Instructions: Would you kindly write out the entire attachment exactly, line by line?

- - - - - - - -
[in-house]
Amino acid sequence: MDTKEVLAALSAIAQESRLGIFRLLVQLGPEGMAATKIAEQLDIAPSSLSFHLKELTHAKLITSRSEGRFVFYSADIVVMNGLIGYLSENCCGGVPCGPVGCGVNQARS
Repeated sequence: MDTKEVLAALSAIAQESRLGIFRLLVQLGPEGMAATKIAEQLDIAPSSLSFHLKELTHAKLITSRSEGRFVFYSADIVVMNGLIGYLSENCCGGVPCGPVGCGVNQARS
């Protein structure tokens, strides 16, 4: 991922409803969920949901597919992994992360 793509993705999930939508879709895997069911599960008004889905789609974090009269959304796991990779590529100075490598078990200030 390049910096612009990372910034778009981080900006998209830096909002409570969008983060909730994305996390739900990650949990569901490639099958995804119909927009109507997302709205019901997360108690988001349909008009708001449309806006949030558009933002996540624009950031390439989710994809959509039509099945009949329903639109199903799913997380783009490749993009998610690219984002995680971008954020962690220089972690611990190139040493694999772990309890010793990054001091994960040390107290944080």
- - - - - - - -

[in-house]
Amino acid sequence: MDTKEVLAALSAIAQESRLGIFRLLVQLGPEGMAATKIAEQLDIAPSSLSFHLKELTHAKLITSRSEGRFVFYSADIVVMNGLIGYLSENCCGGVPCGPVGCGVNQARS
Repeated sequence: MDTKEVLAALSAIAQESRLGIFRLLVQLGPEGMAATKIAEQLDIAPSSLSFHLKELTHAKLITSRSEGRFVFYSADIVVMNGLIGYLSENCCGGVPCGPVGCGVNQARS
């Protein structure tokens, strides 16, 4: 991922409803969920949901597919992994992360 793509993705999930939508879709895997069911599960008004889905789609974090009269959304796991990779590529100075490598078990200030 390049910096612009990372910034778009981080900006998209830096909002409570969008983060909730994305996390739900990650949990569901490639099958995804119909927009109507997302709205019901997360108690988001349909008009708001449309806006949030558009933002996540624009950031390439989710994809959509039509099945009949329903639109199903799913997380783009490749993009998610690219984002995680971008954020962690220089972690611990190139040493694999772990309890010793990054001091994960040390107290944080």